Heaven is the inheritance, the happiness of which is a sufficient portion for a soul. It is conveyed in the way of an inheritance, being the gift of a Father to His children. All the blessings that we have in hand are but small if compared with the inheritance. What is laid out upon an heir in his minority is nothing to what is reserved for him when he comes to age. Christians are said to have obtained this inheritance as they have a present right to it, and even actual possession of it, in Christ, their head and representative. – Matthew Henry (1662-1714), commenting on Ephesians 1.3-14.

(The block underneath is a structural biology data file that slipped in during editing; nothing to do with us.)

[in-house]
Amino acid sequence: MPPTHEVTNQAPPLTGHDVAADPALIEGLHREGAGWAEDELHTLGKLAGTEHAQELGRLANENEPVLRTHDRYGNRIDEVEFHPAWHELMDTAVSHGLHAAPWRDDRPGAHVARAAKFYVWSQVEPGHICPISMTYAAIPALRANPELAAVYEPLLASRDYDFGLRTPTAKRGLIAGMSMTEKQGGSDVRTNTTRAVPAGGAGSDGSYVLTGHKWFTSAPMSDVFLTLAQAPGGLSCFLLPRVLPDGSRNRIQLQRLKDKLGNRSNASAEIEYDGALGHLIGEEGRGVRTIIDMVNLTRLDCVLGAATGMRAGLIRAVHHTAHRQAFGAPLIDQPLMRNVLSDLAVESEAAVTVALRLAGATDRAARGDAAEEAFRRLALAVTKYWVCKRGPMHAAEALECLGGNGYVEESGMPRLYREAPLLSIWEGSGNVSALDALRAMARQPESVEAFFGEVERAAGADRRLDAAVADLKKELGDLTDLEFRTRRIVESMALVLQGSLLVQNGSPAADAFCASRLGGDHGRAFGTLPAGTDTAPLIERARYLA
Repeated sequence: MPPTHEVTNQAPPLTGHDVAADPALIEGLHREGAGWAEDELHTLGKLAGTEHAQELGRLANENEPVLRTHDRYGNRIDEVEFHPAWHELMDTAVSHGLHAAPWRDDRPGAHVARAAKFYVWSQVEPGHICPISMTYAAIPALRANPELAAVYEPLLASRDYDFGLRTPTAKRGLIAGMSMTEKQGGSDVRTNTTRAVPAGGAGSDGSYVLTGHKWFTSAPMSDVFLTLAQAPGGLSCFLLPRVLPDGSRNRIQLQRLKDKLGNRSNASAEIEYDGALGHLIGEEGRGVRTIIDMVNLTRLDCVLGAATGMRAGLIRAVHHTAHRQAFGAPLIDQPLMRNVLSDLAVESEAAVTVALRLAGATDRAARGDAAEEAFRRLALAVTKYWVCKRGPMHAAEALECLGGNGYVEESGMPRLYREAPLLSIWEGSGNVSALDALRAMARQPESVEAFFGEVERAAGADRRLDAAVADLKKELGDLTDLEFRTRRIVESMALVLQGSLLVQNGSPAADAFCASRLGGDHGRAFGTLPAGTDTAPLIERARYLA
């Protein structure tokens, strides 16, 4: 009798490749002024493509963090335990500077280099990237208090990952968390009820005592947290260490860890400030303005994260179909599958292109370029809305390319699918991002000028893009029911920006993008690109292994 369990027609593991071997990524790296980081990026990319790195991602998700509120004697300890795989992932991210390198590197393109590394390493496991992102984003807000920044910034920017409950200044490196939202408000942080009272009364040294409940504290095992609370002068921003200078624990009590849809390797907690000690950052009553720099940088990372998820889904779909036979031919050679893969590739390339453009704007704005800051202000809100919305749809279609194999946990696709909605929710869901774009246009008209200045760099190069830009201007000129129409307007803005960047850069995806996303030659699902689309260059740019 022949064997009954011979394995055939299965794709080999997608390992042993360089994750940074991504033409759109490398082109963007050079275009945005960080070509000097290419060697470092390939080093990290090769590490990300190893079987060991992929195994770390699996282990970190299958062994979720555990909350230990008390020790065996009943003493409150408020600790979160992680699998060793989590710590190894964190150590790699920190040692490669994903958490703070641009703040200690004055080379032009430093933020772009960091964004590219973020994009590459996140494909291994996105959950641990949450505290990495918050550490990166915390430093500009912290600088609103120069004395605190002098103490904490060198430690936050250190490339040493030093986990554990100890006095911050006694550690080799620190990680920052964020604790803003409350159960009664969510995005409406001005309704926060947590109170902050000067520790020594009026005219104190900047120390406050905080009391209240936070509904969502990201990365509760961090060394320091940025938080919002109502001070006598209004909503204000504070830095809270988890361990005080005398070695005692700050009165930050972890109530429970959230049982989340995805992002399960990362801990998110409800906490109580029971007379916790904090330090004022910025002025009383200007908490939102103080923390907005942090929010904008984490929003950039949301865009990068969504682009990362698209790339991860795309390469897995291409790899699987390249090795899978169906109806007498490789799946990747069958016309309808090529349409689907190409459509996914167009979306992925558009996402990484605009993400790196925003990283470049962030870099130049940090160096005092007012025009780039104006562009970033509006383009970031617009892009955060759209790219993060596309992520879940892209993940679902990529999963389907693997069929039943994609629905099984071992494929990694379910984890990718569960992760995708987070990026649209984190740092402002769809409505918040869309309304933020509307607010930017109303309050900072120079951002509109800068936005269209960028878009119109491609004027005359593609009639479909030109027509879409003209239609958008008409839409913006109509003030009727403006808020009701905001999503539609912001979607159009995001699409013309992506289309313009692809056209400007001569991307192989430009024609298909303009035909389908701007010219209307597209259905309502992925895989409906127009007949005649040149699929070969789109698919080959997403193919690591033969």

Faith, said the Puritans, begins in the mind, with belief of the truth of the gospel message. It results from spiritual illumination. In illumination, the Spirit both enlightens the mind, making it capable of receiving spiritual things, and impresses on the mind the objective reality of those things of which the Word of God bears witness. The knowledge of spiritual realities thus given is as immediate and direct in its way as is the knowledge of material things which we gain by sense, and it brings with it a quality of immediate conviction analogous to that which sense-perception brings. Scripture refers to the process in terms borrowed from the senses – seeing, hearing, tasting (John 6.40; Ephesians 4.21; Hebrews 6.5) – and tells us that it yields full assurance of understanding (Colossians 2.2). This spiritual appreciation of spiritual things is mediated to man, as a thinking being, by reasoned exposition of Scripture and rational reflection upon it. Man cannot come to know any spiritual object except through the use of his mind, but spiritual knowledge goes beyond reason. It is not a mere logical or imaginative construction nor is its certainty the derived certainty of an inference drawn from more certain premises. Its certainty springs from an immediate awareness of, and contact with, the thing known. It is not a notional, swimming knowledge, second-hand and unstable. It is real and solid knowledge, the product of a direct cognisance, by spiritual sense, of the things known. The divine operation whereby it is given is what John Calvin and his successors called the testimonium internum Spiritus Sancti – the inner witness of the Holy Spirit. Paul refers to it in 1 Corinthians 2.4 as the “demonstration of the Spirit.”